The head of investigations and enforcement at South Africa’s FSCA (Financial Services Conduct Authority), Brandon Topham, came out on Wednesday morning with some strong criticism for the cryptoasset industry.
Speaking at an FSCA media briefing, Topham said “in my opinion anything to do with crypto is highly suspect and nobody should be invested in any form of cryptocurrency or any of the products that go with it.”
The statement comes off the back of severe allegations and investigations targeted toward Mirror Trading International (MTI), with the FSCA publishing a warning of the scheme less than two weeks ago.
While the FSCA executive did acknowledge that the regulatory body were indeed working with a number of compliant players in the industry, his fairly flippant remarks about the apparent sinister nature of cryptoassets forced VALR CEO Farzam Ehsani to show his hand.
Ehsani has long been a proponent of partnering with regulators in order to provide a safe environment for customers, but these recent statements from a high ranking FSCA official have clearly provoked the CEO to speak out.
In an open letter published on his blog, the CEO directly addresses the Chairperson of South Africa’s Intergovernmental Fintech Working Group (IFWG), Dr. Arif Ismail.
Ehsani notes his and other’s work in assisting the IFWG in formulating a regulatory framework around cryptoassets, but raises strong contention with Topham’s recent comments.
“The comments made by Mr. Topham are at odds with the spirit and content of the constructive discussions the crypto industry has had with South African regulators to date,” the letter says, requesting Dr. Ismail provide clarity on whether Topham’s comments are personal or representative of the FSCA. (It is worth noting, Topham’s quoted statement does open with the caveat “in my opinion”.)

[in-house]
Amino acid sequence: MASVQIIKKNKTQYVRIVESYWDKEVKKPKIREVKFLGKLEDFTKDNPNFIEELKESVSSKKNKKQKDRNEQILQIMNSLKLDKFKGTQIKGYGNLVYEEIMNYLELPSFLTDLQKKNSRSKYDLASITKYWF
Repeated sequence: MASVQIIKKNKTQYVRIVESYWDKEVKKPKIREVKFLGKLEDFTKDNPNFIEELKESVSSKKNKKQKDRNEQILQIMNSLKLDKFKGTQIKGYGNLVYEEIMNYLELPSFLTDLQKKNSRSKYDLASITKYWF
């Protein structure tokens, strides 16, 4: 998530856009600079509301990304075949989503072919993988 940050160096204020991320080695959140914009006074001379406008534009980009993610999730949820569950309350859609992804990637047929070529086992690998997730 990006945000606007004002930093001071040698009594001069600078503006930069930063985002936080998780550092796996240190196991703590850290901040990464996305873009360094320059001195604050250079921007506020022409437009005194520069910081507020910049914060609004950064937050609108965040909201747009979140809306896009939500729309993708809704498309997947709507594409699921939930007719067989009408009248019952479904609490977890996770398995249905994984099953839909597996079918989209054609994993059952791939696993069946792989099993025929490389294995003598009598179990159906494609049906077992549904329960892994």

While acknowledging the presence of scams in the industry, Ehsani highlights the reality that bad actors are prevalent in all markets, from property to automotive, and even conspicuously underlining their presence in the market of the biggest currency in the world; the US Dollar…
“Of course there are scams in the crypto space, as there are in online commerce, property, the vehicle market, the dollar, the rand and virtually every other realm of economic activity,” Ehsani writes, “This is unfortunate. But it is important to differentiate between a tool and the use of that tool by criminals and fraudsters. Emerging technologies, including the internet, have often been used by criminals first. This doesn’t mean that we should lose sight of what these powerful technologies can do to promote the welfare of society.”
The VALR CEO concludes his letter by emphasising his and his team’s commitment to partnering with regulators in building a safe framework for the crypto industry in South Africa. Read the entire open letter here.
At the time of writing, a response from the FSCA or the IFWG has not been received.